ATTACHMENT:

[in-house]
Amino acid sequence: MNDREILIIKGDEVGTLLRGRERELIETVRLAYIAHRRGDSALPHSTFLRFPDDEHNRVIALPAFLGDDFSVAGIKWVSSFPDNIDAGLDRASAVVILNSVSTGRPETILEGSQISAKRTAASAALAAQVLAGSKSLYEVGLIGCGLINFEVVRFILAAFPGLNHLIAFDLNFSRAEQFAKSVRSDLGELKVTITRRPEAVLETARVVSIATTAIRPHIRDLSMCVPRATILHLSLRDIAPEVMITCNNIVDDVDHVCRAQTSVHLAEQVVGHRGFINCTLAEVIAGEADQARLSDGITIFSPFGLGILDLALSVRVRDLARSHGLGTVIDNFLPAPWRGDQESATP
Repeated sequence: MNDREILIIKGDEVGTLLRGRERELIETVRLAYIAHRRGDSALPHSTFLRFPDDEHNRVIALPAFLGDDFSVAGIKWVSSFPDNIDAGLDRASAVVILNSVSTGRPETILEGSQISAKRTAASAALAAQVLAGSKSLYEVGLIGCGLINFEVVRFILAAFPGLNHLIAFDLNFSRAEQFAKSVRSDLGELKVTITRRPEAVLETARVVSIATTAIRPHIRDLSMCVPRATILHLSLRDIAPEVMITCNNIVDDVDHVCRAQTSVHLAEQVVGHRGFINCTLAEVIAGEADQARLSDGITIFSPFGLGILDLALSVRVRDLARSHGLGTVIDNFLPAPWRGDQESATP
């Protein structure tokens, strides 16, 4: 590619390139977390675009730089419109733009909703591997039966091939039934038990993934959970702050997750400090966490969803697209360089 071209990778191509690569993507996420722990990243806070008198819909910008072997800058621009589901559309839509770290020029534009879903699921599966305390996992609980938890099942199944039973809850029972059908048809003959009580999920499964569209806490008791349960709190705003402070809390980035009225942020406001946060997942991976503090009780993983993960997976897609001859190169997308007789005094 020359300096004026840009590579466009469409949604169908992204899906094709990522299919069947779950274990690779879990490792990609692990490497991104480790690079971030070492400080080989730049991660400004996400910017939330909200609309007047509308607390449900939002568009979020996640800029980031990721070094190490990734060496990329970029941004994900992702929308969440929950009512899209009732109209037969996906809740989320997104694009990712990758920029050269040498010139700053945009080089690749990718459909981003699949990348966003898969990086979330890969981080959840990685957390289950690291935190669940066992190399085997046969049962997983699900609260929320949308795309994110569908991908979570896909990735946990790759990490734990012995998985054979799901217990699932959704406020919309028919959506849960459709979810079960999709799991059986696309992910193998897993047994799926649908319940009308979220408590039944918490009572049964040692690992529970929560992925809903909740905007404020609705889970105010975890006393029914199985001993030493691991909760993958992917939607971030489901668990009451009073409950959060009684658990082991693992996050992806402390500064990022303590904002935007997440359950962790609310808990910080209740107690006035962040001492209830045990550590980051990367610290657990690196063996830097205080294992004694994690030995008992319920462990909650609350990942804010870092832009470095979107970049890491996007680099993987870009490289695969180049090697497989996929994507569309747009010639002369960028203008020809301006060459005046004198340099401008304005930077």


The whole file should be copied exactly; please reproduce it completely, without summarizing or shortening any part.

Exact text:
[in-house]
Amino acid sequence: MNDREILIIKGDEVGTLLRGRERELIETVRLAYIAHRRGDSALPHSTFLRFPDDEHNRVIALPAFLGDDFSVAGIKWVSSFPDNIDAGLDRASAVVILNSVSTGRPETILEGSQISAKRTAASAALAAQVLAGSKSLYEVGLIGCGLINFEVVRFILAAFPGLNHLIAFDLNFSRAEQFAKSVRSDLGELKVTITRRPEAVLETARVVSIATTAIRPHIRDLSMCVPRATILHLSLRDIAPEVMITCNNIVDDVDHVCRAQTSVHLAEQVVGHRGFINCTLAEVIAGEADQARLSDGITIFSPFGLGILDLALSVRVRDLARSHGLGTVIDNFLPAPWRGDQESATP
Repeated sequence: MNDREILIIKGDEVGTLLRGRERELIETVRLAYIAHRRGDSALPHSTFLRFPDDEHNRVIALPAFLGDDFSVAGIKWVSSFPDNIDAGLDRASAVVILNSVSTGRPETILEGSQISAKRTAASAALAAQVLAGSKSLYEVGLIGCGLINFEVVRFILAAFPGLNHLIAFDLNFSRAEQFAKSVRSDLGELKVTITRRPEAVLETARVVSIATTAIRPHIRDLSMCVPRATILHLSLRDIAPEVMITCNNIVDDVDHVCRAQTSVHLAEQVVGHRGFINCTLAEVIAGEADQARLSDGITIFSPFGLGILDLALSVRVRDLARSHGLGTVIDNFLPAPWRGDQESATP
């Protein structure tokens, strides 16, 4: 590619390139977390675009730089419109733009909703591997039966091939039934038990993934959970702050997750400090966490969803697209360089 071209990778191509690569993507996420722990990243806070008198819909910008072997800058621009589901559309839509770290020029534009879903699921599966305390996992609980938890099942199944039973809850029972059908048809003959009580999920499964569209806490008791349960709190705003402070809390980035009225942020406001946060997942991976503090009780993983993960997976897609001859190169997308007789005094 020359300096004026840009590579466009469409949604169908992204899906094709990522299919069947779950274990690779879990490792990609692990490497991104480790690079971030070492400080080989730049991660400004996400910017939330909200609309007047509308607390449900939002568009979020996640800029980031990721070094190490990734060496990329970029941004994900992702929308969440929950009512899209009732109209037969996906809740989320997104694009990712990758920029050269040498010139700053945009080089690749990718459909981003699949990348966003898969990086979330890969981080959840990685957390289950690291935190669940066992190399085997046969049962997983699900609260929320949308795309994110569908991908979570896909990735946990790759990490734990012995998985054979799901217990699932959704406020919309028919959506849960459709979810079960999709799991059986696309992910193998897993047994799926649908319940009308979220408590039944918490009572049964040692690992529970929560992925809903909740905007404020609705889970105010975890006393029914199985001993030493691991909760993958992917939607971030489901668990009451009073409950959060009684658990082991693992996050992806402390500064990022303590904002935007997440359950962790609310808990910080209740107690006035962040001492209830045990550590980051990367610290657990690196063996830097205080294992004694994690030995008992319920462990909650609350990942804010870092832009470095979107970049890491996007680099993987870009490289695969180049090697497989996929994507569309747009010639002369960028203008020809301006060459005046004198340099401008304005930077």